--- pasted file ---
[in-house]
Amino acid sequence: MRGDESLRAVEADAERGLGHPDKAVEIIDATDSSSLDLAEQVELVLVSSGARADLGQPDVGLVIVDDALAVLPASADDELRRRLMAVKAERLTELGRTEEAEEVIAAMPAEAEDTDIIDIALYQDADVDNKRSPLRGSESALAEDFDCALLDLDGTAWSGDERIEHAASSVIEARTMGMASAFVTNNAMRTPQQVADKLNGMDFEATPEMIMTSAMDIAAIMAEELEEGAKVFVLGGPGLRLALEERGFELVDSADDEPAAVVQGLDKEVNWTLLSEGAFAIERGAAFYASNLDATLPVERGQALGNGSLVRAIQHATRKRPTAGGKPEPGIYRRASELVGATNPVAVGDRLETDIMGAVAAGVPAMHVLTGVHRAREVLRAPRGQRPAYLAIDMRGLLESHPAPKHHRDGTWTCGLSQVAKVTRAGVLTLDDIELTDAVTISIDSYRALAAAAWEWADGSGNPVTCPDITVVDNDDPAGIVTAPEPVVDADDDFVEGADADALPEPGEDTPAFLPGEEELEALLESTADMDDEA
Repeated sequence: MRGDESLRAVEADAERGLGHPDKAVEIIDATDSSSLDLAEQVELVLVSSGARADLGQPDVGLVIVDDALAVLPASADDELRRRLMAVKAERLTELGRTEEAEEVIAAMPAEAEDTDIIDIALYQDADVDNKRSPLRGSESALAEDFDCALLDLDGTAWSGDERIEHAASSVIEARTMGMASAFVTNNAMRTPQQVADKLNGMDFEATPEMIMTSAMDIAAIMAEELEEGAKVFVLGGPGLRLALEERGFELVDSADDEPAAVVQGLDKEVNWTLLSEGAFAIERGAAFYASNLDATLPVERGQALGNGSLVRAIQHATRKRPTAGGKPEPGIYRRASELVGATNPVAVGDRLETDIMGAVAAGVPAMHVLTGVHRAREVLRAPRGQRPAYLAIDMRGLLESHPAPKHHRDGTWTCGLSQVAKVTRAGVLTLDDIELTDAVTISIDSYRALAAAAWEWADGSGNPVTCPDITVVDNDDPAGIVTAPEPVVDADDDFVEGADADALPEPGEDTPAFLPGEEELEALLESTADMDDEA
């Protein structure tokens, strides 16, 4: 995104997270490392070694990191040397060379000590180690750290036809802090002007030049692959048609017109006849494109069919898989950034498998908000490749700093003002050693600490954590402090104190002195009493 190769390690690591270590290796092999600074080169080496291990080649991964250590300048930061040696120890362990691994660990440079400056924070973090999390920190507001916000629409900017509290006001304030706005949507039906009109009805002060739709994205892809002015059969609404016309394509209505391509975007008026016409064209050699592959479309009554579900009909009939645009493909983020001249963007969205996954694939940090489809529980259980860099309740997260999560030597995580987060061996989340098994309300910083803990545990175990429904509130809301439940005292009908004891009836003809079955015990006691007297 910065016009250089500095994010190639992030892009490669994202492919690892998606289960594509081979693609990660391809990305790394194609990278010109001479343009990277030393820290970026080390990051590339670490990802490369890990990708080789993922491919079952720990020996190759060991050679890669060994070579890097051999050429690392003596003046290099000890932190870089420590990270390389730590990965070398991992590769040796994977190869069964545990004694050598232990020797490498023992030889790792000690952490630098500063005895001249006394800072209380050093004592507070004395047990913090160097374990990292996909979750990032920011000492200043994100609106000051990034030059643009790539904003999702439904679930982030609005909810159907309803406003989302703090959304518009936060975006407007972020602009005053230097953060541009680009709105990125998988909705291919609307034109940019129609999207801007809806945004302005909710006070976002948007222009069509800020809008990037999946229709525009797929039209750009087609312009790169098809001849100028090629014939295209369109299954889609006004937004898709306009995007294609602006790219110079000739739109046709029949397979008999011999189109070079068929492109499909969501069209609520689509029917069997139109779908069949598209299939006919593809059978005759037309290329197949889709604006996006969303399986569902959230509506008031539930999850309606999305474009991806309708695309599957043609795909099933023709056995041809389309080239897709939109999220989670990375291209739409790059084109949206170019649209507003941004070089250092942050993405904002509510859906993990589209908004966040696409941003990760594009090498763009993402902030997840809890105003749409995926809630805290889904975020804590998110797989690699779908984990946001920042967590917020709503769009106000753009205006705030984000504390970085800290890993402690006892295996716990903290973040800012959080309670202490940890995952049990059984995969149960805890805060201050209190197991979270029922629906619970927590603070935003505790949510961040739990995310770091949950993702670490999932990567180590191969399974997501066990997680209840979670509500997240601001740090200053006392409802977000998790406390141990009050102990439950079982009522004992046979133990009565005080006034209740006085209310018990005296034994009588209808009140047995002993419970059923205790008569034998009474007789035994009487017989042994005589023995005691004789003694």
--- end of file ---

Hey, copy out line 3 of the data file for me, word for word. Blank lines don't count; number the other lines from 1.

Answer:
Repeated sequence: MRGDESLRAVEADAERGLGHPDKAVEIIDATDSSSLDLAEQVELVLVSSGARADLGQPDVGLVIVDDALAVLPASADDELRRRLMAVKAERLTELGRTEEAEEVIAAMPAEAEDTDIIDIALYQDADVDNKRSPLRGSESALAEDFDCALLDLDGTAWSGDERIEHAASSVIEARTMGMASAFVTNNAMRTPQQVADKLNGMDFEATPEMIMTSAMDIAAIMAEELEEGAKVFVLGGPGLRLALEERGFELVDSADDEPAAVVQGLDKEVNWTLLSEGAFAIERGAAFYASNLDATLPVERGQALGNGSLVRAIQHATRKRPTAGGKPEPGIYRRASELVGATNPVAVGDRLETDIMGAVAAGVPAMHVLTGVHRAREVLRAPRGQRPAYLAIDMRGLLESHPAPKHHRDGTWTCGLSQVAKVTRAGVLTLDDIELTDAVTISIDSYRALAAAAWEWADGSGNPVTCPDITVVDNDDPAGIVTAPEPVVDADDDFVEGADADALPEPGEDTPAFLPGEEELEALLESTADMDDEA